Bolivia's president brings criminal libel suit against journalist
Aug.9, NY: The Inter American Press Association (IAPA) described as an act of intimidation a criminal libel suit brought by the President of Bolivia, Evo Morales, against journalist Humberto Vacaflor, saying this seeks to bring about a deterrent effect against press freedom in the South American country.
Vacaflor was charged after reporting in a program, broadcast by Catholic television station Católica TV on July 4, that Morales was one of the masterminds of the murder of a police officer and his wife in 2000 in the Chapare district. At that time Morales was a member of Congress and a rural leader. The allegation, which Judge René Delgado decided to send to the pre-trial stage as a charge of defamation, was submitted on July 12.
The chairman of the IAPA's Committee on Freedom of the Press and Information, Claudio Paolillo, declared, "This is not the first time that we see those in power exceeding their limits in the use of that power with the intention of harassing, limiting information of public interest and punishing critical journalists."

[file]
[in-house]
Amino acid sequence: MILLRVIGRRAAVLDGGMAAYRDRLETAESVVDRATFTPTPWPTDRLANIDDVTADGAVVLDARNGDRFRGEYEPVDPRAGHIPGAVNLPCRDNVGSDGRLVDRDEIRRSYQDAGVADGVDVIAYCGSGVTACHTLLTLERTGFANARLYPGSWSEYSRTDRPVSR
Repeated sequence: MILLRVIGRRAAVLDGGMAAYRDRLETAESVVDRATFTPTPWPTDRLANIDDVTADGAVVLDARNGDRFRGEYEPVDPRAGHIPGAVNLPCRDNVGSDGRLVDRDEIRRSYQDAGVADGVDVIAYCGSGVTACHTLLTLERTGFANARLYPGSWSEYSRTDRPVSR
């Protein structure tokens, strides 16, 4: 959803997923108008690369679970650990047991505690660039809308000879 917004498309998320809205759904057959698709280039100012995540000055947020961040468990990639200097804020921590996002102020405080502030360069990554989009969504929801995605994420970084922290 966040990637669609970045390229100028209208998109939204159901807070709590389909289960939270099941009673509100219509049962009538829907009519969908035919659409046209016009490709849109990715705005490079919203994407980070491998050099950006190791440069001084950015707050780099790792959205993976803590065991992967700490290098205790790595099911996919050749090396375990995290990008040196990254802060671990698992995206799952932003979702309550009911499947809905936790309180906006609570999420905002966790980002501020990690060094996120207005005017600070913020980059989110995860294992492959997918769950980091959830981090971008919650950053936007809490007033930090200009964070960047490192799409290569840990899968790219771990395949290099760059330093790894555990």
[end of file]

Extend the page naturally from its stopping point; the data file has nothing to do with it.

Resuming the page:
Paolillo, editor of the Montevideo, Uruguay, weekly Búsqueda, said that when a public figure is involved "these criminal charges go against international jurisprudence," in addition to being aimed at "seeking a dissuasive effect against free journalistic activity."
According to local media, Vacaflor had referred to information published by the newspaper Los Tiempos in 2003 about statements made by alleged witnesses who declared that Morales gave the order to make the married couple disappear. A later investigation ruled out Morales' connections with the crime. Vacaflor is known as a journalist critical of the government and this year he received the National Press Association's Freedom Prize.
The Oslo Times International News Network